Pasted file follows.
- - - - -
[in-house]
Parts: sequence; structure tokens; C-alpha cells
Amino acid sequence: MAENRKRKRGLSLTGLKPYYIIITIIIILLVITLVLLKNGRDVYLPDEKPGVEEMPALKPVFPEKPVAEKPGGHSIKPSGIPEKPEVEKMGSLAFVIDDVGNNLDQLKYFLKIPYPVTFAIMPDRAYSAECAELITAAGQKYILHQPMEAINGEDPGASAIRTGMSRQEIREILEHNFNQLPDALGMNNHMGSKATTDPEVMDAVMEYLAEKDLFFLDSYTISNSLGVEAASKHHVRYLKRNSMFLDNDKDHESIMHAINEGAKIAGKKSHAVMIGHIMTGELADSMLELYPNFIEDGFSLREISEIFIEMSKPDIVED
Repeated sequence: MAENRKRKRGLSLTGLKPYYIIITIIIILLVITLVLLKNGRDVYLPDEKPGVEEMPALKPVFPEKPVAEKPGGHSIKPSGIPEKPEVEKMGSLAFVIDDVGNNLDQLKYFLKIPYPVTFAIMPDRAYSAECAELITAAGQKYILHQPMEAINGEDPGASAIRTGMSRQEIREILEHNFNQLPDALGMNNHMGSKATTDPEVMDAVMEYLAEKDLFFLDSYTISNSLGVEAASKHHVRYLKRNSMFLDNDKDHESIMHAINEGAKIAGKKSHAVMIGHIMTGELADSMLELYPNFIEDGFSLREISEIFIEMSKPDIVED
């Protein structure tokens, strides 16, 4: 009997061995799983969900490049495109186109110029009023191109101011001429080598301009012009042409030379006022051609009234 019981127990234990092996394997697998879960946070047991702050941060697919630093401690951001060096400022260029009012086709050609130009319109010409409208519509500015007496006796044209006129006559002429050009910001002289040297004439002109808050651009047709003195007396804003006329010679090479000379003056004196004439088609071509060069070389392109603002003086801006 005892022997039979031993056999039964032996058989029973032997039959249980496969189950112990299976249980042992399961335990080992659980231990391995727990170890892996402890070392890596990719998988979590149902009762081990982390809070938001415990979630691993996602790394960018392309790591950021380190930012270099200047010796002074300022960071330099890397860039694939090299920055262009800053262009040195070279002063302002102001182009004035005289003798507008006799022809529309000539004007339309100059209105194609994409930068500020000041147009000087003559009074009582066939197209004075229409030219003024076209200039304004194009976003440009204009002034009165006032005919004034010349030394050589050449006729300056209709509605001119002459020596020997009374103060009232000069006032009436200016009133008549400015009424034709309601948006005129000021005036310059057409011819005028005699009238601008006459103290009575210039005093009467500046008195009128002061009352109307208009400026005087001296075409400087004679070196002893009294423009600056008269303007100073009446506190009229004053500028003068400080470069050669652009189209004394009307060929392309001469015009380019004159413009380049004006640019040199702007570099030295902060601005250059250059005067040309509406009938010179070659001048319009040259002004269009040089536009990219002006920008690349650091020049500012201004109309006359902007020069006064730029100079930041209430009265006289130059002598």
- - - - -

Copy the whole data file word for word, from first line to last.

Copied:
[in-house]
Parts: sequence; structure tokens; C-alpha cells
Amino acid sequence: MAENRKRKRGLSLTGLKPYYIIITIIIILLVITLVLLKNGRDVYLPDEKPGVEEMPALKPVFPEKPVAEKPGGHSIKPSGIPEKPEVEKMGSLAFVIDDVGNNLDQLKYFLKIPYPVTFAIMPDRAYSAECAELITAAGQKYILHQPMEAINGEDPGASAIRTGMSRQEIREILEHNFNQLPDALGMNNHMGSKATTDPEVMDAVMEYLAEKDLFFLDSYTISNSLGVEAASKHHVRYLKRNSMFLDNDKDHESIMHAINEGAKIAGKKSHAVMIGHIMTGELADSMLELYPNFIEDGFSLREISEIFIEMSKPDIVED
Repeated sequence: MAENRKRKRGLSLTGLKPYYIIITIIIILLVITLVLLKNGRDVYLPDEKPGVEEMPALKPVFPEKPVAEKPGGHSIKPSGIPEKPEVEKMGSLAFVIDDVGNNLDQLKYFLKIPYPVTFAIMPDRAYSAECAELITAAGQKYILHQPMEAINGEDPGASAIRTGMSRQEIREILEHNFNQLPDALGMNNHMGSKATTDPEVMDAVMEYLAEKDLFFLDSYTISNSLGVEAASKHHVRYLKRNSMFLDNDKDHESIMHAINEGAKIAGKKSHAVMIGHIMTGELADSMLELYPNFIEDGFSLREISEIFIEMSKPDIVED
């Protein structure tokens, strides 16, 4: 009997061995799983969900490049495109186109110029009023191109101011001429080598301009012009042409030379006022051609009234 019981127990234990092996394997697998879960946070047991702050941060697919630093401690951001060096400022260029009012086709050609130009319109010409409208519509500015007496006796044209006129006559002429050009910001002289040297004439002109808050651009047709003195007396804003006329010679090479000379003056004196004439088609071509060069070389392109603002003086801006 005892022997039979031993056999039964032996058989029973032997039959249980496969189950112990299976249980042992399961335990080992659980231990391995727990170890892996402890070392890596990719998988979590149902009762081990982390809070938001415990979630691993996602790394960018392309790591950021380190930012270099200047010796002074300022960071330099890397860039694939090299920055262009800053262009040195070279002063302002102001182009004035005289003798507008006799022809529309000539004007339309100059209105194609994409930068500020000041147009000087003559009074009582066939197209004075229409030219003024076209200039304004194009976003440009204009002034009165006032005919004034010349030394050589050449006729300056209709509605001119002459020596020997009374103060009232000069006032009436200016009133008549400015009424034709309601948006005129000021005036310059057409011819005028005699009238601008006459103290009575210039005093009467500046008195009128002061009352109307208009400026005087001296075409400087004679070196002893009294423009600056008269303007100073009446506190009229004053500028003068400080470069050669652009189209004394009307060929392309001469015009380019004159413009380049004006640019040199702007570099030295902060601005250059250059005067040309509406009938010179070659001048319009040259002004269009040089536009990219002006920008690349650091020049500012201004109309006359902007020069006064730029100079930041209430009265006289130059002598």